The link above is gated so here is an excerpt:

Now, with oil currently trading near $50 a barrel, these producers are trying to unleash fracking 2.0, the next step in the technological transformation of the sector that is aimed at extracting oil even faster and less expensively to eke out profits at that level.

The promise of this new phase is potentially as significant as the original revolution. If more producers can follow EOG’s lead and profitably ramp up output from shale drilling even at lower prices, the sector could become a lasting force that challenges OPEC’s ability to control market prices.

For a sector in which the previous era’s success was tied to the rapid expansion of output, the shift toward finding more cost-effective ways to get to that oil and gas is full of challenges. When oil prices dropped, critics wondered if the shale industry—rife with heavily indebted companies that had never turned a profit—would collapse.

EOG, with its longtime focus on low-cost production, is the producer many hope to emulate, thanks to the iSteer app and dozens of other homegrown innovations. Dubbed the “Apple of oil” by one analyst, EOG made its name as a pioneer in horizontal drilling and in finding ways to get oil out of shale—often dense layers of rock that hold oil and gas in tiny pores—a feat many once believed impossible.

Can you imagine people like Gina McCarthy running our state oil company?  Good god, we would have $10 gas and import 80% of our oil.

New York Museum & Restaurant Recommendation

Large museums can be overwhelming.  I remember a while back, one of the writers at Maggie's Farm blog suggested that the best way to see large museums is to pick one limited section and plan to visit just that section.  I have tried that a couple of times and it is an enjoyable approach, though as a completionist I have trouble walking away when I have not conquered every room (I am that guy, for example, that has to reveal every single square inch of dark space on a Diablo III map).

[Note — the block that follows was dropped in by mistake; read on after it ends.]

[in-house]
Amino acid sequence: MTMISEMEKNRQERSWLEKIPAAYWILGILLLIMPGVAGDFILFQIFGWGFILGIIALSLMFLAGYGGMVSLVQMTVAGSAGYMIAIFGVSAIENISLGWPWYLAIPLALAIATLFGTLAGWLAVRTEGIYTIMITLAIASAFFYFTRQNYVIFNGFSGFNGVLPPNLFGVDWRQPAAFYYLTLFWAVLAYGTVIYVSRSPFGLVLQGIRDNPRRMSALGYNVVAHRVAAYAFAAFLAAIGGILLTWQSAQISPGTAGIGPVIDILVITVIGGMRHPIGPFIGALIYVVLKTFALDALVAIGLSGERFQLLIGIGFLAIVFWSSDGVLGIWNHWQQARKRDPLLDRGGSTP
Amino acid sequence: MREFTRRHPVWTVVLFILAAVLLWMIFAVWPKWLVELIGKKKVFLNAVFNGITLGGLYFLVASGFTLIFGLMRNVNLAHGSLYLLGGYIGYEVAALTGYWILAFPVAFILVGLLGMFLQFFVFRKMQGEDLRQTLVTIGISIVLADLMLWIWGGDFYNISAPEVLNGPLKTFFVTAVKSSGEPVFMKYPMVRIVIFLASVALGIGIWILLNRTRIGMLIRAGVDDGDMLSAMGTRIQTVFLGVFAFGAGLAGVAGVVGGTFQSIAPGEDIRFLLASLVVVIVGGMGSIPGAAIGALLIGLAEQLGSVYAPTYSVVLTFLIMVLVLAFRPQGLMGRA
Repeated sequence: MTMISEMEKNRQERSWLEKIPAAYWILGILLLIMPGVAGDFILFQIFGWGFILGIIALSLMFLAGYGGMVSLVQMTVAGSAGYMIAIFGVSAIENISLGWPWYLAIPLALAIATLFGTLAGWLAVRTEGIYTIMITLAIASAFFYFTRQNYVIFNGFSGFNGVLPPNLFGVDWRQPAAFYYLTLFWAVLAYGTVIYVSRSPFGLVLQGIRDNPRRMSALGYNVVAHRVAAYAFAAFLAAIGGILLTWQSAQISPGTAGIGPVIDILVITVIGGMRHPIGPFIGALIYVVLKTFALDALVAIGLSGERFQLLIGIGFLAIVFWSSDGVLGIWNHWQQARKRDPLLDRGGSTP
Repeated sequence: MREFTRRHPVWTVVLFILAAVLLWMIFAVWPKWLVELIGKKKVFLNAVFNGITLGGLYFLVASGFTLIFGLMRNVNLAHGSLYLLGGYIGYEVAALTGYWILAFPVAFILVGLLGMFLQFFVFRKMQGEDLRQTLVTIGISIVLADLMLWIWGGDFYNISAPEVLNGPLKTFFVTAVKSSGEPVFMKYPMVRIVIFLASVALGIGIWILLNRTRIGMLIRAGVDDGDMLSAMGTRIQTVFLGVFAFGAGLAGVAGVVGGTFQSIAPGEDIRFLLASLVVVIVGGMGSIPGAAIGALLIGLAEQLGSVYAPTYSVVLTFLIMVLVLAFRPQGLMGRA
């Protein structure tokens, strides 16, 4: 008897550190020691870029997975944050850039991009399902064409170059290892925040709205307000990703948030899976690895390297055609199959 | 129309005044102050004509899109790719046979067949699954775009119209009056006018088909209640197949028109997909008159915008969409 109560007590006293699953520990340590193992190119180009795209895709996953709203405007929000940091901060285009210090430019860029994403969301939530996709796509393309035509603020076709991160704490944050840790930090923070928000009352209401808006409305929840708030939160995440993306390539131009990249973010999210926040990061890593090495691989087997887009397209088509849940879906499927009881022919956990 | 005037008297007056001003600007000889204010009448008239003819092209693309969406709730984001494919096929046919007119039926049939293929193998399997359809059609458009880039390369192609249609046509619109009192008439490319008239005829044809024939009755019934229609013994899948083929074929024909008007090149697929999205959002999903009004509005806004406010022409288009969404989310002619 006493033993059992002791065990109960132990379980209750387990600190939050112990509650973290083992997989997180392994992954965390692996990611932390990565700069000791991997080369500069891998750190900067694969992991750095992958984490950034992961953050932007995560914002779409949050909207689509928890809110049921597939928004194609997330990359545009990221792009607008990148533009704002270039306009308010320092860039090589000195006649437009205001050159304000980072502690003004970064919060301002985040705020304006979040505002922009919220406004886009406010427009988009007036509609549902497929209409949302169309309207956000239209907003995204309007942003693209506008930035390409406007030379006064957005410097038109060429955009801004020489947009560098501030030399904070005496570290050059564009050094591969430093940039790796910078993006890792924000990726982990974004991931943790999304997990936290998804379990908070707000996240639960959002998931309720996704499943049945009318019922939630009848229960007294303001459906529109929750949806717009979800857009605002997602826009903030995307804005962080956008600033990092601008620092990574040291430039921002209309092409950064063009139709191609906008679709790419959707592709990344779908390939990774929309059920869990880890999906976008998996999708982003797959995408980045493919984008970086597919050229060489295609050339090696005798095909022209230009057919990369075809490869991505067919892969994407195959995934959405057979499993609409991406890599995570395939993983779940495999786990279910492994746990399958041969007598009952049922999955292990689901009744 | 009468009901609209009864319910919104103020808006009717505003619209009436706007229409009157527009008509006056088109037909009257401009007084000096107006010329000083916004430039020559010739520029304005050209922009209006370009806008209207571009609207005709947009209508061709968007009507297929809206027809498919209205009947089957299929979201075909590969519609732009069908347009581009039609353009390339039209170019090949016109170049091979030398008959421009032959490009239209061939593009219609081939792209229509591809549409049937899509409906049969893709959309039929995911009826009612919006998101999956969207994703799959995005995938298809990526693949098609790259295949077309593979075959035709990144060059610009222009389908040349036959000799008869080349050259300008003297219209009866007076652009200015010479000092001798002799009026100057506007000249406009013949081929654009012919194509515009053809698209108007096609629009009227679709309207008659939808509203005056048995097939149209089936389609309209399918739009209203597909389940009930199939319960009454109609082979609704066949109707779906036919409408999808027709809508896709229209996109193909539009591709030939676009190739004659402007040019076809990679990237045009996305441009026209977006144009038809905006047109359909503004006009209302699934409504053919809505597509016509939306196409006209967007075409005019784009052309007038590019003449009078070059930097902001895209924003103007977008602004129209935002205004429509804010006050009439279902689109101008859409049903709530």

However, another alternative is just to visit a smaller museum.  Sometimes smaller museums can be disappointing, because the average quality (or at least name-value) of what is being displayed may be lower than in the large museums.  Not so the Frick Museum in New York City.  This is probably my favorite small museum.  The building itself is marvelous, the Fifth Avenue mansion of Henry Frick, Andrew Carnegie's right hand man (among many other ventures).  I first went to the museum years ago because it houses one of my favorite paintings, the Comtesse d'Haussonville by Ingres.  In addition in just 7 or 8 rooms, it has a virtual who's who of western art history, including Rembrandt, Monet, Manet, Renoir, Degas, Gainsborough, Turner, Holbein, Goya, Gilbert Stuart, Whistler, and many others.   The ratio of big names to also-rans is just amazing.  Walking the halls is like watching the actor list in the opening credits of the movie "A Bridge to Far".  My only complaint on this visit is that the Comtesse has been moved to a poor spot for viewing.

Another nice small museum nearby we also went to this weekend was the Neue Gallery, which focuses on German and Austrian art.  My wife loves Klimt, which is the reason we went.  The museum has a very good collection of Klimt and Egon Schiele, neither of which are really my cup of tea but for those who enjoy these artists it is a nice destination.  The third small museum we saw as the Museum of Arts and Design, with a great location on Columbus Circle.  We saw an exhibition of American 60's and 70's age-of-Aquarius style clothing.  There are also a few craft studios where one can watch designers work.  It was fun but probably overpriced for what it was.  However, on the 9th floor we went to the restaurant Robert which was really good -- very good food and drop dead gorgeous views of Columbus Circle, the park, and the rest of Manhattan.  We had a window table and this was the view:

On the far left, 4 or 5 floors up, is Per Se, one of the top restaurants in Manhattan and perhaps the country.  Given how hard it is to get a reservation, this is probably as close as I will come to eating there.